The brutal honesty of Ecclesiastes sheds light on our frantic search for meaning. God is eternal and his image, implanted in us, is eternal as well. We instinctively know that there is more to life than the 70, 80, or 90 years we may have in these mortal bodies. The atheist or the agnostic, who denies life after death, has put up a hopeless, yet determined intellectual front to try and silence the relentless eternal ringing that echoes deep in their soul. Deep down, we all know that we were made for eternity.
God, who is unbounded by time or space, has made us for himself. And, St. Augustine adds, “Our hearts are restless until we find our rest in [him].” That is the burden we bear as creatures made in the image of God. We see the search for eternal life throughout the world in all times and in all religions. The Hindus, the Buddhists, the Muslims, the religions of the ancient world – all believe in the afterlife. This is the divine spark of eternity set in our hearts. We all long to live forever because our Creator is eternal.
The Bible is clear that there are only two eternal destines for people after they die. One is eternal punishment: “Then he will say to those on his left, ‘Depart from me, you cursed, into the eternal fire prepared for the devil and his angels’….and these will go away into eternal punishment” (Matthew 25:41, 46). The New Testament often refers to Hell. It is a real place of eternal punishment for those who refuse God’s grace. We don’t speak much of it these days; such preaching seems to have fallen out of style. But Hell is real and it is the unfortunate destiny of those who refuse to believe.
St. Augustine is right. There is a rest – a home to be found in God. Let’s be honest. In our quiet moments of reflection, when we wonder about life, about life after life and about God, we are like that guy adrift in a small raft on an eternal sea of doubt and questions. There remains for us, however, a passing ship that extends the lifeline to all who will believe. That ship of salvation is Jesus Christ.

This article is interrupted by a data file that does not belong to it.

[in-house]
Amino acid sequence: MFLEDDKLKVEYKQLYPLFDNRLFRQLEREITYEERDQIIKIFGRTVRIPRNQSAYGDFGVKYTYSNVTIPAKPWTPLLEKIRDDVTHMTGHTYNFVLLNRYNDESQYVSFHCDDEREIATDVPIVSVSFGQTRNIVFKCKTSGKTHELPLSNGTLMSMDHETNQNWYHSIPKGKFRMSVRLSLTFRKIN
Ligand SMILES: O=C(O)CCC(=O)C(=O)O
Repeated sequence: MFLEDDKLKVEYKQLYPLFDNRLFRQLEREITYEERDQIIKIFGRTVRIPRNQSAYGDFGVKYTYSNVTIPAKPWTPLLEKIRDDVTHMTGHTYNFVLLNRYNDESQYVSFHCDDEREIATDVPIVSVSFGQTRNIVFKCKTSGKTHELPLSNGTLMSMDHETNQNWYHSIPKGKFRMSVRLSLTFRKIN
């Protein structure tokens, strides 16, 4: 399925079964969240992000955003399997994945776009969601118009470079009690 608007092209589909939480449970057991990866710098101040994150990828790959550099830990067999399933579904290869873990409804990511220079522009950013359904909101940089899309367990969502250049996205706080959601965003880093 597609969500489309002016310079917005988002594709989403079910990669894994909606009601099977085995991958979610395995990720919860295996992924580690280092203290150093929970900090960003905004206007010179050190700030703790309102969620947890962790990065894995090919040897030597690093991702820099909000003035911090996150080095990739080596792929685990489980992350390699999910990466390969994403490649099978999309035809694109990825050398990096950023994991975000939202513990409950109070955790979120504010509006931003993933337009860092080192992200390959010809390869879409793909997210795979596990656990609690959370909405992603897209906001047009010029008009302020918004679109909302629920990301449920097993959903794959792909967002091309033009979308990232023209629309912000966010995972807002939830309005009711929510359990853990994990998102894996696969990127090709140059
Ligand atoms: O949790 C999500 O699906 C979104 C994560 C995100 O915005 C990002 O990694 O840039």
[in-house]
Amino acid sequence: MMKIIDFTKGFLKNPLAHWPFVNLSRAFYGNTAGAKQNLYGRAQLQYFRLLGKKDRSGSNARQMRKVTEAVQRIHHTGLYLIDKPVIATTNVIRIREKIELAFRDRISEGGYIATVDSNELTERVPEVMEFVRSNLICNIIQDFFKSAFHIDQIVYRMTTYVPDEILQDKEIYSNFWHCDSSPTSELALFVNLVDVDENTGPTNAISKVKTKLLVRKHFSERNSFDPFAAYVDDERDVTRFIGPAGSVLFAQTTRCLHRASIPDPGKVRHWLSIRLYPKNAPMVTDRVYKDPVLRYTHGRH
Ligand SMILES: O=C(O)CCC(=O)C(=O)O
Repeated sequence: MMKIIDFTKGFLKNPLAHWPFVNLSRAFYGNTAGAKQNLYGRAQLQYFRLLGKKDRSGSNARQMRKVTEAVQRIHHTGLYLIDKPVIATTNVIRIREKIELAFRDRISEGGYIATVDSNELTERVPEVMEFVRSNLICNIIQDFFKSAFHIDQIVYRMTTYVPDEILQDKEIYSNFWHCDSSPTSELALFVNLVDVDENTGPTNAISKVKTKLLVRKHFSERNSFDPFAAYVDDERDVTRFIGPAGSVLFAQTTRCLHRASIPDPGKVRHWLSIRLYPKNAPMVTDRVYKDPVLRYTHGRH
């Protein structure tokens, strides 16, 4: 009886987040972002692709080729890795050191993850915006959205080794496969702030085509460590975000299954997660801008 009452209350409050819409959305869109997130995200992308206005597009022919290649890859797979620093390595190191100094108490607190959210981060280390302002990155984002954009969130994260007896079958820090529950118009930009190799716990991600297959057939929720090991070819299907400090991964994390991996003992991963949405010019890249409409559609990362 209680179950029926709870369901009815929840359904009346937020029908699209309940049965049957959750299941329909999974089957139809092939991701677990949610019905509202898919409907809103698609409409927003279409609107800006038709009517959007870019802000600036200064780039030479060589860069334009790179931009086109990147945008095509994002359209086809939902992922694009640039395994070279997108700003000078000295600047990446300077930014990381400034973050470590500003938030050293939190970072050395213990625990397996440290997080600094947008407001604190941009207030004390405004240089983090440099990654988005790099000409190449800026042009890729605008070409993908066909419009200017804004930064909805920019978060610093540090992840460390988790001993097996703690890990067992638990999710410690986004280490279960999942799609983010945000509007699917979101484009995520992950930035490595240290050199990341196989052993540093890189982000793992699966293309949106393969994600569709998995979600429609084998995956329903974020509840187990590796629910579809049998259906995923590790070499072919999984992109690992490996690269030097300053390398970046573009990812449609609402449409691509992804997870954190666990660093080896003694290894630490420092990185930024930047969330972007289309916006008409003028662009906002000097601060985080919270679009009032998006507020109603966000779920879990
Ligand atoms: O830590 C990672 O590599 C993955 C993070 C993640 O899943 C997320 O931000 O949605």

…God did not send his Son into the world to condemn the world, but in order that the world might be saved through him. Whoever believes in him is not condemned, but whoever does not believe is condemned already, because he has not believed in the name of the only Son of God.
John 3:17-18 (ESV)
For God so loved the world, that he gave his only Son, that whoever believes in him should not perish but have eternal life.
God has revealed salvation through Jesus Christ alone. He has done his part to give you the eternal life that your spirit longs for. It is for you to respond in belief.
The Table is an Eternal Mystery of Time
Two thousand years ago, Jesus Christ died on the cross and conquered sin and death by rising from the grave three days later. Through his death and resurrection, he has purchased eternal salvation for all who will believe. Before he died, Christ gave his followers a way to actively remember, and in so doing, participate in the saving events of his death and resurrection.
We live in time. But time is irrelevant to God. Christ’s death and resurrection is as fresh in this moment as it was two thousand years ago. At the Lord’s Table, time is irrelevant. When Jesus said, “Do this in remembrance of me,” he invited his disciples in every generation and in every time to enter into the saving acts of his death and resurrection. That’s what remembrance at the Table is. Biblical remembering makes the past present when you participate by faith.
For nearly five hundred years, the church has fought over what happens at the Table. It is a great loss. This is to be a Table of fellowship: that all believers in all places at all times share together. We fight over whether or not this bread is actually Christ’s body or whether or not this juice is his blood. The argument misses the point. It is not a question of substance. At the Table, we enter into the eternal and participate in a mystery of time. It’s kind of like stepping off the timeline and onto the “sheet of eternity” to participate with Christ in his victorious death and resurrection.
In our participation with Christ, we engage in a celebration of salvation – of being delivered from the power of sin and death. The Table is open to all who have placed their faith in Jesus Christ as their Savior so that they, as John 3:16 says, “might have eternal life.” If you have believed in Christ for your salvation, you are welcome here.
The bread and the cup are here. God is here. Let’s worship beyond the limitations of time, through the power of the Holy Spirit, at the God’s timeless Table of grace.